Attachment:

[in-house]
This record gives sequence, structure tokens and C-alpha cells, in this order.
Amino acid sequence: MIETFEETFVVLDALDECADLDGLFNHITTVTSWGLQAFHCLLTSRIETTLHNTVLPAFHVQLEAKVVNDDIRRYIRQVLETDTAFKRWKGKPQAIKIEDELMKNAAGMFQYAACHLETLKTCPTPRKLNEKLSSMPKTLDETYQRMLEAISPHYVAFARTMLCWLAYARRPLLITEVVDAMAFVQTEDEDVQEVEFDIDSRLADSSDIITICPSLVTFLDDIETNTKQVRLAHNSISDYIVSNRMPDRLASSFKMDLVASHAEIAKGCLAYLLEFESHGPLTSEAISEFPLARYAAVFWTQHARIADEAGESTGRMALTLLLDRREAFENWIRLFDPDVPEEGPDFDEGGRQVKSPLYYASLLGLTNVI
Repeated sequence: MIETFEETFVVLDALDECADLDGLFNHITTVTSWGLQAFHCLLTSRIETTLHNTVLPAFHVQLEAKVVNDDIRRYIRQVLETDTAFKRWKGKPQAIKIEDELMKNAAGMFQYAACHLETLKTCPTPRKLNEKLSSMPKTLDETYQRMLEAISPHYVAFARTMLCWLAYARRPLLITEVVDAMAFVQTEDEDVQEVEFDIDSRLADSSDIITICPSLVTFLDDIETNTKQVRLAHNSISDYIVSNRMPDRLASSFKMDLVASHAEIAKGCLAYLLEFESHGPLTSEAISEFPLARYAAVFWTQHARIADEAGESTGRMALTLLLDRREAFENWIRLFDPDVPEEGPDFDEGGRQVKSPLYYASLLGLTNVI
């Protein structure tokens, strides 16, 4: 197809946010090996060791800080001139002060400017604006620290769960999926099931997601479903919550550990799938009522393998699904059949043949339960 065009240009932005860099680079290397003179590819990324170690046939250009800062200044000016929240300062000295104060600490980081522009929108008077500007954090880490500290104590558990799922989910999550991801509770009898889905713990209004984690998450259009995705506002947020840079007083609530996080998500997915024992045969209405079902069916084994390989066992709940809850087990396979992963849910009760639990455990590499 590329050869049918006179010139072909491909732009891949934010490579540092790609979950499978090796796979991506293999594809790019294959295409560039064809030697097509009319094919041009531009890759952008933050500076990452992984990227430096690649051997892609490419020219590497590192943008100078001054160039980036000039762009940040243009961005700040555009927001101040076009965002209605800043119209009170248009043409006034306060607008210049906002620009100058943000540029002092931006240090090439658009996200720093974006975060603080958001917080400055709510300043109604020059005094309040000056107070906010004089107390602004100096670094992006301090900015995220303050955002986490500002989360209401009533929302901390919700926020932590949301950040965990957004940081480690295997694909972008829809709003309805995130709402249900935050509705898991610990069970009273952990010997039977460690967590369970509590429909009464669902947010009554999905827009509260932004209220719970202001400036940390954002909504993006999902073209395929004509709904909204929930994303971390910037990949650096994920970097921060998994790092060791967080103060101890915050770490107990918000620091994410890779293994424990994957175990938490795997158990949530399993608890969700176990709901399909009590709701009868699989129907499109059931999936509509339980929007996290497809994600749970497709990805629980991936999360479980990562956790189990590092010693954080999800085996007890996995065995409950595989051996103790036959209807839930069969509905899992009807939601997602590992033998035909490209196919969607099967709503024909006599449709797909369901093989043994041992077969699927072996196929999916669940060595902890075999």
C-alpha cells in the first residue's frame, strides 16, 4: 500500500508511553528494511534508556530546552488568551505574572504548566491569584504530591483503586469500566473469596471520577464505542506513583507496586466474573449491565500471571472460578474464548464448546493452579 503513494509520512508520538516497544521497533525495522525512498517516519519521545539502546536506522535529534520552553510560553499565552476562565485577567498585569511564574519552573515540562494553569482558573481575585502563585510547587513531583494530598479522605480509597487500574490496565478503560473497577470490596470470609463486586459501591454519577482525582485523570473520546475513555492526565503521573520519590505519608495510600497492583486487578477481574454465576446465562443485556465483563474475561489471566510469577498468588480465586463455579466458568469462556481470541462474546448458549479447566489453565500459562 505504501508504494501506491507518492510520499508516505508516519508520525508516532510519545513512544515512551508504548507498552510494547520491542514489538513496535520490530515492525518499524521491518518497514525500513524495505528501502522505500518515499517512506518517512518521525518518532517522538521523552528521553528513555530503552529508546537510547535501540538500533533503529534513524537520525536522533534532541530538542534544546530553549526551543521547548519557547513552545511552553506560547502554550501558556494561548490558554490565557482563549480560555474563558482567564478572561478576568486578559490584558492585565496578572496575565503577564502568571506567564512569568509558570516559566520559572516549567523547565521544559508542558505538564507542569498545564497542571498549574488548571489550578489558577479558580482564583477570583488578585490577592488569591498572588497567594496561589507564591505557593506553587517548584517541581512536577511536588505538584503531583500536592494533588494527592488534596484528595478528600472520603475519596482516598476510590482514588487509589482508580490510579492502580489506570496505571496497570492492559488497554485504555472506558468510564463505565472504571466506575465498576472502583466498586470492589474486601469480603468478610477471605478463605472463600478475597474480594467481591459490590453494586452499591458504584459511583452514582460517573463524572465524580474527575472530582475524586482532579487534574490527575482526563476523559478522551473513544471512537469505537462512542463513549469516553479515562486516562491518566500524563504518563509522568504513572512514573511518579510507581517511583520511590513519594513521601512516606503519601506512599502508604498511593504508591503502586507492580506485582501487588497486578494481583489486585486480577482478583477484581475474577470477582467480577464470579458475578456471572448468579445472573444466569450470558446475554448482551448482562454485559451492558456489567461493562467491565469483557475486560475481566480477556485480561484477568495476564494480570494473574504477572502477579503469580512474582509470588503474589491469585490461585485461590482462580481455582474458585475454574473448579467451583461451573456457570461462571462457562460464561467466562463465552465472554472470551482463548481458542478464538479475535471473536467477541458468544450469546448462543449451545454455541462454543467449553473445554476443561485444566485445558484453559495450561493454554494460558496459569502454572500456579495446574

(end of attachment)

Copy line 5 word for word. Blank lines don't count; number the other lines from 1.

């Protein structure tokens, strides 16, 4: 197809946010090996060791800080001139002060400017604006620290769960999926099931997601479903919550550990799938009522393998699904059949043949339960 065009240009932005860099680079290397003179590819990324170690046939250009800062200044000016929240300062000295104060600490980081522009929108008077500007954090880490500290104590558990799922989910999550991801509770009898889905713990209004984690998450259009995705506002947020840079007083609530996080998500997915024992045969209405079902069916084994390989066992709940809850087990396979992963849910009760639990455990590499 590329050869049918006179010139072909491909732009891949934010490579540092790609979950499978090796796979991506293999594809790019294959295409560039064809030697097509009319094919041009531009890759952008933050500076990452992984990227430096690649051997892609490419020219590497590192943008100078001054160039980036000039762009940040243009961005700040555009927001101040076009965002209605800043119209009170248009043409006034306060607008210049906002620009100058943000540029002092931006240090090439658009996200720093974006975060603080958001917080400055709510300043109604020059005094309040000056107070906010004089107390602004100096670094992006301090900015995220303050955002986490500002989360209401009533929302901390919700926020932590949301950040965990957004940081480690295997694909972008829809709003309805995130709402249900935050509705898991610990069970009273952990010997039977460690967590369970509590429909009464669902947010009554999905827009509260932004209220719970202001400036940390954002909504993006999902073209395929004509709904909204929930994303971390910037990949650096994920970097921060998994790092060791967080103060101890915050770490107990918000620091994410890779293994424990994957175990938490795997158990949530399993608890969700176990709901399909009590709701009868699989129907499109059931999936509509339980929007996290497809994600749970497709990805629980991936999360479980990562956790189990590092010693954080999800085996007890996995065995409950595989051996103790036959209807839930069969509905899992009807939601997602590992033998035909490209196919969607099967709503024909006599449709797909369901093989043994041992077969699927072996196929999916669940060595902890075999």